U.S., Rwanda complete phase two effort to enhance RDF’s peacekeeping operations

Representatives from the 403rd Civil Affairs Battalion reunited with RDF CIMIC officers for a second engagment to strengthen the relationship between CJTF-HOA and RDF in supporting regional training efforts for peacekeeping operations.

By U.S. Air Force Staff Sgt. Victoria Sneed Combined Joint Task Force - Horn of Africa Camp Lemonnier, Djibouti Apr 12, 2016
3 photos: U.S., Rwanda complete phase two effort to enhance RDF’s peacekeeping operations
Photo 1 of 3: Members of the Rwanda Defence Force discuss use of interpreters with Soldiers from the 403rd Civil Affairs Battalion during a Civil-Military Cooperation engagement April 6, 2016, at Camp Lemonnier, Djibouti. The engagement was the second exchange of best practices to strengthen the relationship between CJTF-HOA and RDF to support regional training efforts for peacekeeping operations. (U.S. Air Force photo by Staff Sgt. Victoria Sneed)
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3 photos: U.S., Rwanda complete phase two effort to enhance RDF’s peacekeeping operations
Photo 2 of 3: Rwanda Defence Force Civil-Military Affairs officers gather information from U.S. Army Spc. Kristie Richardson, 403rd Civil Affairs Battalion team medic, during a CIMIC engagement April 7, 2016, at Camp Lemonnier, Djibouti. CIMIC officers performed a needs assessment during a simulated peacekeeping deployment, gathering information from role players to determine the needs of the local populace. (U.S. Air Force photo by Staff Sgt. Victoria Sneed)
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3 photos: U.S., Rwanda complete phase two effort to enhance RDF’s peacekeeping operations
Photo 3 of 3: Rwanda Defence Force Civil-Military Affairs officers use an interpreter to gather information from a role player during a simulated needs assessment, April 7, 2016, at Camp Lemonnier, Djibouti. Both U.S. and Rwandan forces rely on interpreters to not only relay information, but also help with cultural understanding. (U.S. Air Force photo by Staff Sgt. Victoria Sneed)
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Members of Combined Joint Task Force-Horn of Africa and Rwanda Defence Force gathered at Camp Lemonnier, Djibouti, April 4-8, 2016, in an exchange of best practices for civil-military cooperation (CIMIC) operations.

Representatives from the 403rd Civil Affairs Battalion reunited with RDF CIMIC officers for a second engagment to strengthen the relationship between CJTF-HOA and RDF in supporting regional training efforts for peacekeeping operations.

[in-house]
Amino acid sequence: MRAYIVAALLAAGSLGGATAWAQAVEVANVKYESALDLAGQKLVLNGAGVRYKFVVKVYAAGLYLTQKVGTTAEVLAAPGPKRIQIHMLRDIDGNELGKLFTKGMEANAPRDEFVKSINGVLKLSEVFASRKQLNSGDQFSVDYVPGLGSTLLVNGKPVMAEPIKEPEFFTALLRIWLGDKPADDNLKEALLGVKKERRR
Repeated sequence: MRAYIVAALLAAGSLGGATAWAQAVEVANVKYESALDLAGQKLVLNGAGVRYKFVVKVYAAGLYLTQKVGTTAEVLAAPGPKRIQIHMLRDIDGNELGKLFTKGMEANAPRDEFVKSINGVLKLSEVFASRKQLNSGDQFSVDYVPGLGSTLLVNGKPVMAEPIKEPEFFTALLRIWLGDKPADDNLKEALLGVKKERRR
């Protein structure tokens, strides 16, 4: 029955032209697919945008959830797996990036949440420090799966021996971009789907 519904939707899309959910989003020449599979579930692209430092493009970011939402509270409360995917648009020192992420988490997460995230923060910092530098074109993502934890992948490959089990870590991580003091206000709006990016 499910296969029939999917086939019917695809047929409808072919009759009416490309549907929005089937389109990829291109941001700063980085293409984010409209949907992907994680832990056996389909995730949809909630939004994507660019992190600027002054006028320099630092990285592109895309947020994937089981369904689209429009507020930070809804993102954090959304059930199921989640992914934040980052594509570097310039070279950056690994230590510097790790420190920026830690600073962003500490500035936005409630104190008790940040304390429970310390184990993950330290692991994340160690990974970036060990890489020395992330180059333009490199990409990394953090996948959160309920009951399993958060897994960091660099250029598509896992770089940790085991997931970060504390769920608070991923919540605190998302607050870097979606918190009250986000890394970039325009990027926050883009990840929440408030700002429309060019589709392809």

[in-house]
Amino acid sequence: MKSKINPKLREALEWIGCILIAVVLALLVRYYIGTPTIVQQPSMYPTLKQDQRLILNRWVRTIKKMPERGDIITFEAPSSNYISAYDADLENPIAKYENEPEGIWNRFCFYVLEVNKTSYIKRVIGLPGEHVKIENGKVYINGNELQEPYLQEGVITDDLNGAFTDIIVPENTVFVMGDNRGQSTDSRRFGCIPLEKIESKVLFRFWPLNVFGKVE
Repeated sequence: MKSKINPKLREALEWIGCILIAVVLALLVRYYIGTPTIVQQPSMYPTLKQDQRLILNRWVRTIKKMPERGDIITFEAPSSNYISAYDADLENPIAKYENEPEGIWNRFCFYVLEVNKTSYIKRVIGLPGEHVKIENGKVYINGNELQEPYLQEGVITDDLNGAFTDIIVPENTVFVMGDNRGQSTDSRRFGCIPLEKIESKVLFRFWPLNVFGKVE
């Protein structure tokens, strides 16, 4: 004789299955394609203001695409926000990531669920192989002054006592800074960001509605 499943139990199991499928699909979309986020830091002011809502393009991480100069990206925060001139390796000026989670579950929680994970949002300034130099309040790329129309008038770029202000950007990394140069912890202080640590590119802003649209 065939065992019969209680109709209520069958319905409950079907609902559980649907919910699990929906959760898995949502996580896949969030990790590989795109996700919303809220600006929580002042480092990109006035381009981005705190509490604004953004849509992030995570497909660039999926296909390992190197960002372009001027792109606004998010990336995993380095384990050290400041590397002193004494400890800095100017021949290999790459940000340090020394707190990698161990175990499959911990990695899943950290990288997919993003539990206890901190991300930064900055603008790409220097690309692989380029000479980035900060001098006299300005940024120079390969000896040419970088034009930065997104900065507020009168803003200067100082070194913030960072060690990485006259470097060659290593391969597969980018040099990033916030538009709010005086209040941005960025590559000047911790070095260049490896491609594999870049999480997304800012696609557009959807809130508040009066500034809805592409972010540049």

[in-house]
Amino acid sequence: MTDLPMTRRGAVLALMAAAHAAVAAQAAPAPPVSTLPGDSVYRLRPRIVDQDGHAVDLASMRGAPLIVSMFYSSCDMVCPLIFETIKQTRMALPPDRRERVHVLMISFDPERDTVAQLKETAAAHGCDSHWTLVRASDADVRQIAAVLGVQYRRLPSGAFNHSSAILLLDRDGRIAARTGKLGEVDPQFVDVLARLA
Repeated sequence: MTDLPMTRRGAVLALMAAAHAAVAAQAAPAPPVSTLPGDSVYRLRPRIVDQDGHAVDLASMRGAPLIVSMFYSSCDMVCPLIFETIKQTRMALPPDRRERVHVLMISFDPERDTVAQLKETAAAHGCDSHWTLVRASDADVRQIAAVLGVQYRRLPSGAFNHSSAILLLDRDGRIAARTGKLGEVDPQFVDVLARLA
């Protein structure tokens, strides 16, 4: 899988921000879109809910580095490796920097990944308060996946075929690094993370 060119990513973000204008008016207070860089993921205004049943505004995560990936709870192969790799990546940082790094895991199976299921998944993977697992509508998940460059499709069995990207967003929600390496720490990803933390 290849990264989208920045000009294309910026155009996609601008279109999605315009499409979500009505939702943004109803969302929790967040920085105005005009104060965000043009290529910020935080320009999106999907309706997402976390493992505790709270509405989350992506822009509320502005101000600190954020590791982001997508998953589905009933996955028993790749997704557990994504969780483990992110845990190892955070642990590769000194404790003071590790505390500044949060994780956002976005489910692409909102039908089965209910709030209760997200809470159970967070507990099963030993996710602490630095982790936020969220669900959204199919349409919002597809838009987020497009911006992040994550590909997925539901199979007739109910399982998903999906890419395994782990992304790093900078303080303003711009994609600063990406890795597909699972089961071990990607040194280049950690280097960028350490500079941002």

“We deal with CIMIC issues on a daily basis,” said RDF Maj. Emmanuel Faida, CIMIC and Gender Directorate staff officer. “The RDF supports UN peacekeeping operations in many different countries. Covering the many different subjects will help us teach other CIMIC officers before deployments.”

During the second engagement, the participants discussed many topics including rule of law, protection of vulnerable populations, gender issues, UN CIMIC doctrine, CIMIC assessments, negotiations, and use of interpreters.

“The knowledge shared gave a better understanding of each other's CIMIC capabilities and best practices,” said U.S. Army Staff Sgt. Christopher Gordon, 403rd CA BN CIMIC engagement lead instructor. “It helps us build a cohesive approach to CIMIC across the region.”

The six RDF officers interfaced with CA soldiers to share information on topics covered, but also practice how to put that information to use in a culminating exercise at the end of the week. This exercise had RDF participants gather information from role players in a simulated peacekeeping deployment. With information gathered from simulated local military, village elders, and non-government organization physicians, RDF participants assessed situations in the location and followed doctrine to support the area impartially.

“We learned how to teach CIMIC in different manners and how to make an assessment in peacekeeping operations,” said Faida. “CIMIC officers should know the situation in their area of operations and the needs of the population and vulnerable people.”

With the practical exercise under their belts, both parties learned from the others experiences and expertise.

“RDF CIMIC officers have a vast understanding of CIMIC processes and an exciting collection of experiences,” said Gordon. “This has been an extremely valuable opportunity for both the U.S. and the RDF.”

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